Disinflationary Growth (Regime B) – When the economy comes out of a recession, and growth momentum is sustainably larger than its inflation equivalent, real growth starts to increase. This is an ideal economic environment in which the quality of growth is high. Having bottomed out in the middle of 2009, the global economy started to recover and went into Regime B for a 36-month period, between March 2012 and February 2015. At the time of writing, the US is leading again the global economy into the lower boundary of Regime B.

Inflationary Growth (Regime C) – As the economy continues to “heat up” and inflation rises beyond a certain threshold (3.1% for the US and 2.3% for Asia ex-Japan), the quality of growth starts to deteriorate. In other words, “real” growth declines. In Regime C, each additional unit of output is increasingly produced at higher costs. In this environment, investment returns from risky assets are also likely to be falling. Since 2000, the world has witnessed a few short-lived episodes in Regime C (e.g., the US economy from October 2007 through March 2008, and from May 2011 through November 2011). In coming years, central banks will continue removing stimulus for the first time since 2008 to reverse ultra-low interest rate policies. Accordingly, StashAway anticipates longer lasting occurrences of Regime C for the first time in decades. We have learned from the lessons in the 1980s and early 1990s that the erosion of asset returns from higher inflation could be detrimental to an unprepared portfolio, including a portfolio with too much cash.

“Stagflation” (Regime D) – When inflation is left unchecked and spirals out of control, costs of production for companies and disposable income of consumers could be eroded by price pressures. In other words, inflation “eats” into growth under Regime D, and the economy goes into a rare and horrible combination of “stagnation” and inflation. Although there were several short-lived “stagflations” in modern times, classic examples are the global economy before and after the oil embargo of 1973.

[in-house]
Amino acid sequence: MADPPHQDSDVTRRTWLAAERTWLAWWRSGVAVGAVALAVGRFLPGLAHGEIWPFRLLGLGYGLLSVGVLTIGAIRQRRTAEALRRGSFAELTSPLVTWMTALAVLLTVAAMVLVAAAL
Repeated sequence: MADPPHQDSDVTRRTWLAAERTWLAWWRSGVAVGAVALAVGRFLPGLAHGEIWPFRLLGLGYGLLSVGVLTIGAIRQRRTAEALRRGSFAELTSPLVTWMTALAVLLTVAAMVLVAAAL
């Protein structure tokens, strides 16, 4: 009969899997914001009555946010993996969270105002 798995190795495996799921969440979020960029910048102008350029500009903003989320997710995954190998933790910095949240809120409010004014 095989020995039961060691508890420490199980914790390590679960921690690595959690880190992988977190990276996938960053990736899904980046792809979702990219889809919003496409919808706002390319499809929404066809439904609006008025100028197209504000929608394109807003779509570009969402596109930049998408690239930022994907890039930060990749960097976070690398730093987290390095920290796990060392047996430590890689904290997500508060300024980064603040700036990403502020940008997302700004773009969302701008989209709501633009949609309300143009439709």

How Economic Regimes Impact Asset Allocation

As previously mentioned, the returns and volatilities of assets behave differently in different economic environments. The ability to identify economic regimes and adopt differentiated asset allocations in different regimes helps to enhance a portfolio’s long-term risk-adjusted return.

In general, equities are expected to perform well when growth is positive and running with greater momentum than inflation. However, not all stocks are made equal. In “good” times, small-cap growth stocks will outperform stocks in defensive sectors, such as consumer staples. Conversely, when the economy contracts, defensive stocks will likely fare better than growth stocks with lower-realised volatilities.

Figure 2 has four graphs, each depicting returns in a particular economic regime, based on ERAA. Each “dot” in the figure represents the historical average return and volatility of a given ETF. Each ETF represents a unique asset class. For instance, SPY is an ETF that tracks the S&P 500 index, GLD tracks Gold, and XLP replicates the Consumer Staple sector. The “dots plot” in orange color represents the possible number of optimal portfolios with varying levels of target volatility that can be constructed from these ETFs. The optimal portfolio composition varies depending on the economic environment, but generally is composed of 8 to 12 ETFs that provide exposure to 6,500 to 14,500 underlying securities.

What are the key insights from Figure 2? A misleading way of looking at, say, the SPY, which tracks the S&P 500 index, is to look only at its long-term average historical return of 9.8%. Since 1982, the US economy has spent 10.5% of its time in Regime A, in which the S&P 500 returned an average return of negative 10.3% YoY. It spent 48.7% of its time in Regime B, with +16.4% returns YoY; 29.8% of its time in Regime C, with +8.8% YoY; and 10% of time in Regime D, with +2.7% returns YoY. Other asset classes changes go in different directions: for instance, mid-duration US Treasury Bonds (TLH) show higher average returns in Regime A than in Regime B.

This fluctuation in returns and time spent in different economic regimes clearly illustrates that returns of an asset class can vary a lot in different regimes. The same happens to volatility and correlation of other asset classes.

Simply looking at long-term averages is not an option if you are looking to increase returns in all economic environments, which is why StashAway harnesses these medium-term economic cycles to improve returns over risk for our customers.

Additionally, for each asset class, StashAway assesses mid-term valuation gaps and their mean-reversion to embed a forward-looking view on asset class performance.


Figure 2 – Asset Class Returns & Optimal Portfolios Vary Across Economic Regimes



Macro Risk Management